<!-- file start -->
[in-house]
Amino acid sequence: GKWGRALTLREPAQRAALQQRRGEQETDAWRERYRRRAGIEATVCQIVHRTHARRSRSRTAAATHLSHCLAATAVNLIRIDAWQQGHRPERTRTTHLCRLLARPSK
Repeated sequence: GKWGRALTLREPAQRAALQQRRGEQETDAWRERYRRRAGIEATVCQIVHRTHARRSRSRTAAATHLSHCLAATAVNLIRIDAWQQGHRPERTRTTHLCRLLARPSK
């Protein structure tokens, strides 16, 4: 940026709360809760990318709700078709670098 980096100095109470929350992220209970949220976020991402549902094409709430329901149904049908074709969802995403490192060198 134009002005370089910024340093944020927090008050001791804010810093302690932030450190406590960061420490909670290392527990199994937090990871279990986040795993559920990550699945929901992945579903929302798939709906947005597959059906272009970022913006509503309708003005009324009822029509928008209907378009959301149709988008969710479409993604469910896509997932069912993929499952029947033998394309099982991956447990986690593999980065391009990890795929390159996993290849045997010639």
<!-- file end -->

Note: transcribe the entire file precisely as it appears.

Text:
[in-house]
Amino acid sequence: GKWGRALTLREPAQRAALQQRRGEQETDAWRERYRRRAGIEATVCQIVHRTHARRSRSRTAAATHLSHCLAATAVNLIRIDAWQQGHRPERTRTTHLCRLLARPSK
Repeated sequence: GKWGRALTLREPAQRAALQQRRGEQETDAWRERYRRRAGIEATVCQIVHRTHARRSRSRTAAATHLSHCLAATAVNLIRIDAWQQGHRPERTRTTHLCRLLARPSK
């Protein structure tokens, strides 16, 4: 940026709360809760990318709700078709670098 980096100095109470929350992220209970949220976020991402549902094409709430329901149904049908074709969802995403490192060198 134009002005370089910024340093944020927090008050001791804010810093302690932030450190406590960061420490909670290392527990199994937090990871279990986040795993559920990550699945929901992945579903929302798939709906947005597959059906272009970022913006509503309708003005009324009822029509928008209907378009959301149709988008969710479409993604469910896509997932069912993929499952029947033998394309099982991956447990986690593999980065391009990890795929390159996993290849045997010639």